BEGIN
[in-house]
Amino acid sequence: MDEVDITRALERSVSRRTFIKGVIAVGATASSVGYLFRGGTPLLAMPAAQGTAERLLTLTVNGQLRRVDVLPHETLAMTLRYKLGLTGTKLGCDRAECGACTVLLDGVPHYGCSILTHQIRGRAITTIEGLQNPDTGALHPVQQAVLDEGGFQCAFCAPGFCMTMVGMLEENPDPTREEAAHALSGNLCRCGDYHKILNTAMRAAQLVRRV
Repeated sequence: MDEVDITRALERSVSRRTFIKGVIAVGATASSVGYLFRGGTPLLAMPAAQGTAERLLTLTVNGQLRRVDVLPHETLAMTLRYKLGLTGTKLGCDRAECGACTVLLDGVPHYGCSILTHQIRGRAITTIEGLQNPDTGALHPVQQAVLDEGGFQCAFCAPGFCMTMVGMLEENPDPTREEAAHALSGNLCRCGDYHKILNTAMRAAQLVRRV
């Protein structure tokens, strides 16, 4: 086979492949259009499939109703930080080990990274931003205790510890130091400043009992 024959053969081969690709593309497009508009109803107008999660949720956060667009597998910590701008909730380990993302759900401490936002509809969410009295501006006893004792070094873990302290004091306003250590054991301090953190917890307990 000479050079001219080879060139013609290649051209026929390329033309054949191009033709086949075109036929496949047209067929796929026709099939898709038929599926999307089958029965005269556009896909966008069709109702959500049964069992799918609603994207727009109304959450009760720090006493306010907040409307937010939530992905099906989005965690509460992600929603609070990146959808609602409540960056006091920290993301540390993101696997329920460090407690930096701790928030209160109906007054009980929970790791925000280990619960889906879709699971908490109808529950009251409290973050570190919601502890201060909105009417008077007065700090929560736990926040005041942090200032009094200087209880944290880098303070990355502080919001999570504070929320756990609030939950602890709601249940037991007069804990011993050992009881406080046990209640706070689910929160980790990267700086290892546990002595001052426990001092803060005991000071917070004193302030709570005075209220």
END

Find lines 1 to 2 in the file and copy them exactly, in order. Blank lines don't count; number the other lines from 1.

[in-house]
Amino acid sequence: MDEVDITRALERSVSRRTFIKGVIAVGATASSVGYLFRGGTPLLAMPAAQGTAERLLTLTVNGQLRRVDVLPHETLAMTLRYKLGLTGTKLGCDRAECGACTVLLDGVPHYGCSILTHQIRGRAITTIEGLQNPDTGALHPVQQAVLDEGGFQCAFCAPGFCMTMVGMLEENPDPTREEAAHALSGNLCRCGDYHKILNTAMRAAQLVRRV